The village had a rather ramshackle appearance which was explained by its history: Fahmi said there had been raids by the Haganah before 1948, and even before the creation of Israel the inhabitants had fled to what afterwards became Deheisha camp in Bethlehem. Then in 1972 more space was needed in Deheisha and the Israeli government said they could return to their village if they could build themselves a house within a month; this they did.
Therefore in the midst of ruined houses that resulted from the raids were what seemed attractive modern homes, and one did not see the simpler type of Palestinian cottages. Fahmi asked Mark to stop where there were some caves, and he pointed out a cross on the stone. He said, 'These are ancient caves where you can see an upper level and a lower level where animals were kept. Their breath warmed the dwelling in winter and Jesus may have been born in such an upper room.' And I remembered seeing the fascinating old house in Taybeh.
Like many of the Palestinian villages - especially those with a name starting with Deir (monastery) - Wadi Fuqin may well have been Christian at one time, and Fahmi believes there may have been a Byzantine church under these caves. There was said to have been a monastery on the hill where monks were sent as a punishment, and a nun once came from Bethlehem to write about it. But on the whole Byzantine and early Christian remains do not attract scholars and stay hidden under the earth.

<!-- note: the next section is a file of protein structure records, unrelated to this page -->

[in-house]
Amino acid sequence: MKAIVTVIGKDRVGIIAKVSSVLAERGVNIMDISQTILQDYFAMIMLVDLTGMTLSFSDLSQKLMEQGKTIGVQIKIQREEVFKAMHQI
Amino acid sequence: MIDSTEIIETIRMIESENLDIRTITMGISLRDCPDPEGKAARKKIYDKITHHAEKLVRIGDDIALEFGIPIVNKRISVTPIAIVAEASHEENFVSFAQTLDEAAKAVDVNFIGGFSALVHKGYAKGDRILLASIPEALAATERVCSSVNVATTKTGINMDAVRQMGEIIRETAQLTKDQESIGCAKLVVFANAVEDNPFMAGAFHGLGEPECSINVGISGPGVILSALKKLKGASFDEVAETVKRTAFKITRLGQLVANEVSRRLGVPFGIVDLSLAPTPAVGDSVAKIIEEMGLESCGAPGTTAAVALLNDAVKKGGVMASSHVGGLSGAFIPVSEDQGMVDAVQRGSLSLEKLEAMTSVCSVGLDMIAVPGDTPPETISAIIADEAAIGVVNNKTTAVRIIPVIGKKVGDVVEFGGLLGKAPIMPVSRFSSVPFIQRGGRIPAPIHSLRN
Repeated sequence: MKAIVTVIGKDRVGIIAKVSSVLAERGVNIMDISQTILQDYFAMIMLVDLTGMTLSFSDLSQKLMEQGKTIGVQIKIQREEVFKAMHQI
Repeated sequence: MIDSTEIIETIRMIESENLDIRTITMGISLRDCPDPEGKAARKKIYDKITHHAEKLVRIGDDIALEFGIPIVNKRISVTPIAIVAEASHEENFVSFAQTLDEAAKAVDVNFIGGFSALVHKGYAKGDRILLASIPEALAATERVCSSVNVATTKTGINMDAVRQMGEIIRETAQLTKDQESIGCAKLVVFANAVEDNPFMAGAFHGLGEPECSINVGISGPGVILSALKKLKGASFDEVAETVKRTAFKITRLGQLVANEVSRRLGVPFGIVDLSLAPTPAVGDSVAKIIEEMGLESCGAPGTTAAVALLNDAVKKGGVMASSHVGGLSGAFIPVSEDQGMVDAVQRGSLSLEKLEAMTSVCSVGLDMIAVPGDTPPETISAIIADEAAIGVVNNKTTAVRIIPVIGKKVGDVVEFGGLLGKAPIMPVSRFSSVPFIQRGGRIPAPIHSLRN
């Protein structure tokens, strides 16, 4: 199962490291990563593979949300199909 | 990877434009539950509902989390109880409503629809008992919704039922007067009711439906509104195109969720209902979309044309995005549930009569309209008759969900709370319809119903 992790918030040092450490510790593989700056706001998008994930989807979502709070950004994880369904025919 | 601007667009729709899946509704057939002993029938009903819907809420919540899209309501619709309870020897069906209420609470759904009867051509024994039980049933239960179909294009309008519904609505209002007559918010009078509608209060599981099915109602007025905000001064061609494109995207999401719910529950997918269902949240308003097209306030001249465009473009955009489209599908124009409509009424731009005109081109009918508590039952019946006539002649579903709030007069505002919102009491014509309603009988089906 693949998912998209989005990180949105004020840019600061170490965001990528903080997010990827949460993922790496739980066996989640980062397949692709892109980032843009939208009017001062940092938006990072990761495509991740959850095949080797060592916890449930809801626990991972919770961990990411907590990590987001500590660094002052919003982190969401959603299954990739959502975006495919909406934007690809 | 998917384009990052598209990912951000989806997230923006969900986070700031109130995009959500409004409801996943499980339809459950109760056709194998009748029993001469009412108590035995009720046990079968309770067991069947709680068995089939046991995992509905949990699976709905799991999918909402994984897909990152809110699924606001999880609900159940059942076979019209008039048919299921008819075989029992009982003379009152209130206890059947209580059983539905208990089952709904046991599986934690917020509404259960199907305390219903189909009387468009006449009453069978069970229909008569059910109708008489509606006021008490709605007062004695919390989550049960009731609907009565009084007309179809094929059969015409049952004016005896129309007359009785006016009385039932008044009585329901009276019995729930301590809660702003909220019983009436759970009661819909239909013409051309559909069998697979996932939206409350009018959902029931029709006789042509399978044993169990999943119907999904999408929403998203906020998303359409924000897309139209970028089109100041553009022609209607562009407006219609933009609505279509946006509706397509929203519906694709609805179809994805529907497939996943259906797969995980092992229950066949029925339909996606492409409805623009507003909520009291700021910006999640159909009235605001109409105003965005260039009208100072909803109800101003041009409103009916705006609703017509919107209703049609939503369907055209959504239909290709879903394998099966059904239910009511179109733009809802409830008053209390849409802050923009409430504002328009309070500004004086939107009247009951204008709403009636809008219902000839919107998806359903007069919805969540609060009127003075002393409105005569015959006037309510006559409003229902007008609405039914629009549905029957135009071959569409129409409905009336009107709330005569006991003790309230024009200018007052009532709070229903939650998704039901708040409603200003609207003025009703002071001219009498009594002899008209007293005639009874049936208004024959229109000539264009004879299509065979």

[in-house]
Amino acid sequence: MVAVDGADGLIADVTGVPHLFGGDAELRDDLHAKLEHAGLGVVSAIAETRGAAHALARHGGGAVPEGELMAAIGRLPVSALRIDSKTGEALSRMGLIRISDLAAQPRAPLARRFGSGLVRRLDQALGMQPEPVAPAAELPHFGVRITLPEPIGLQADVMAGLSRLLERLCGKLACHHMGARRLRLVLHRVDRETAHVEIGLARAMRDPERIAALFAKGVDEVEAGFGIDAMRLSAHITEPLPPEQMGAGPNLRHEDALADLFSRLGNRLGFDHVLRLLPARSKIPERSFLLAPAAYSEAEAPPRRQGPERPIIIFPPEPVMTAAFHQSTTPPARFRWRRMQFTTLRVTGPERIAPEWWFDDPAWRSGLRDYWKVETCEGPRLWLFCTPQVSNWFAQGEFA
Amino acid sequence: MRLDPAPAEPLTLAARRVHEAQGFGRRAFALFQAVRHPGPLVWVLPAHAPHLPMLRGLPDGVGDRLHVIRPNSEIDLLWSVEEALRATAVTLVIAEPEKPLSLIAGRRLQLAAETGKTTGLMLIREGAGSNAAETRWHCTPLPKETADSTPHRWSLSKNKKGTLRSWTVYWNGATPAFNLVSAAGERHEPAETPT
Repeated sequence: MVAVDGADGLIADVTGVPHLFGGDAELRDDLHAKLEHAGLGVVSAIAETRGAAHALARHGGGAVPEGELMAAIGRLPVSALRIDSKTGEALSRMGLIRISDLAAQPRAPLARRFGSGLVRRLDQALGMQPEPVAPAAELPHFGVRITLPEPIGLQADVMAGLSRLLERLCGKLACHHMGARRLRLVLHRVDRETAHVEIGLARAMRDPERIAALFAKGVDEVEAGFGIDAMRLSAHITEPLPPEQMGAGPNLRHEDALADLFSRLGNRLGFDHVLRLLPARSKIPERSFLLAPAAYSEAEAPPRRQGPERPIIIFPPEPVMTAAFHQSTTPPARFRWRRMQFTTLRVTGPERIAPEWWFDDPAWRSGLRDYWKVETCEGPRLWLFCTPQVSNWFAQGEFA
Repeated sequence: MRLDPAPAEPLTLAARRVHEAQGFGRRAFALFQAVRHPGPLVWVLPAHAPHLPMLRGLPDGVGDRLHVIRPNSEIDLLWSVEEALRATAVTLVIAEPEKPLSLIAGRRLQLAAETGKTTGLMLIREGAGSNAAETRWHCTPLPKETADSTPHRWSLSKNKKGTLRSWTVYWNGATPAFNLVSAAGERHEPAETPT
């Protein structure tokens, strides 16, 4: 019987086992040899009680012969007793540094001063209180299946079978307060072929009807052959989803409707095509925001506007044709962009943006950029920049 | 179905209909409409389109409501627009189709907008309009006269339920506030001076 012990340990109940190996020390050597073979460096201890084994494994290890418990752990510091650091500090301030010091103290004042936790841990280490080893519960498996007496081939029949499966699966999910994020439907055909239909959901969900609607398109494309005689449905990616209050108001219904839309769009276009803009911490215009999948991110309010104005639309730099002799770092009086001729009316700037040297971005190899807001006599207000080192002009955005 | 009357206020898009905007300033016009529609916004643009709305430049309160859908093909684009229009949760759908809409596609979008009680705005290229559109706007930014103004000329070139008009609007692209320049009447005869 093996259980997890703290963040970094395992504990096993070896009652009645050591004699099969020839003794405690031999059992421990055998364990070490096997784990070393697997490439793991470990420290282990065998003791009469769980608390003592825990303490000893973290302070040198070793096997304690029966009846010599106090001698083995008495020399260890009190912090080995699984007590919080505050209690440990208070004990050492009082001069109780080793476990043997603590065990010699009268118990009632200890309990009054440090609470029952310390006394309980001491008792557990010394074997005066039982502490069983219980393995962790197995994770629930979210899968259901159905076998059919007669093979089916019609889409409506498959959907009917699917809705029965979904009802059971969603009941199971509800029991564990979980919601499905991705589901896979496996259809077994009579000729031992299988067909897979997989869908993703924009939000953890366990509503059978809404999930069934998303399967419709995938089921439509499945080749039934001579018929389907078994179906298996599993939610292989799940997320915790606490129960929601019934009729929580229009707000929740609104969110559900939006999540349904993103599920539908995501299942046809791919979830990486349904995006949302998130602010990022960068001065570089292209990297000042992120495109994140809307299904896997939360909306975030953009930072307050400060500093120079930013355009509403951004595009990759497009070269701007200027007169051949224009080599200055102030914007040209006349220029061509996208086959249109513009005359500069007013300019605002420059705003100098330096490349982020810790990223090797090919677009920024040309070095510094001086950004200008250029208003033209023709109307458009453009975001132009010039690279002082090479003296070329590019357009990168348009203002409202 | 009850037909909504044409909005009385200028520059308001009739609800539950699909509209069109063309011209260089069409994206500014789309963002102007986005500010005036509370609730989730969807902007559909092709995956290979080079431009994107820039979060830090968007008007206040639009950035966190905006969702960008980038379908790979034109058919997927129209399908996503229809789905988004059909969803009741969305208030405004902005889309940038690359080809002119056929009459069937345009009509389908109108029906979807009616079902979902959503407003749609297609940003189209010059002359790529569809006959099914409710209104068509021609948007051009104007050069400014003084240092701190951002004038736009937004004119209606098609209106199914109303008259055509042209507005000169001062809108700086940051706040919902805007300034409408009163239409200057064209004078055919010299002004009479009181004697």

Soon we were out of the village and saw the rich brown of the earth and the verdant green of the vegetables where the villagers had their strips of land.
Strip followed strip with a great variety of vegetables, with an occasional olive tree and now and then some vines shedding their leaves. A settler road had spoilt the contours of the south side of the wadi, where streams of stone seemed to rush down to the ground. We passed a man with a small boy as we drove along the track, and Fahmi said that he lived in a cave and grazed his flocks nearby; he ate only the products of his sheep and goats and such vegetables and herbs as he grew; he was said to be eighty-nine and never to have been to a doctor. A little later we were shown a cave in the other side of the vale where another man lived; he had a house but preferred to be a cave-dweller and to live by his field.
It was a long wadi and not all of it was cultivated, which was hardly surprising considering that their market was unreachable. It must have been impressive in its heyday. Fahmi said the village once owned twelve thousand dunums but this had been cut down to four thousand when the border with Israel was made.
On the way back Fahmi asked us to stop at one of the greener strips which had a pool of water at its head. This was his father's patch, and he gathered huge bunches of parsley, mint and radishes for us to take home. They tasted quite exceptionally good from this abundant valley.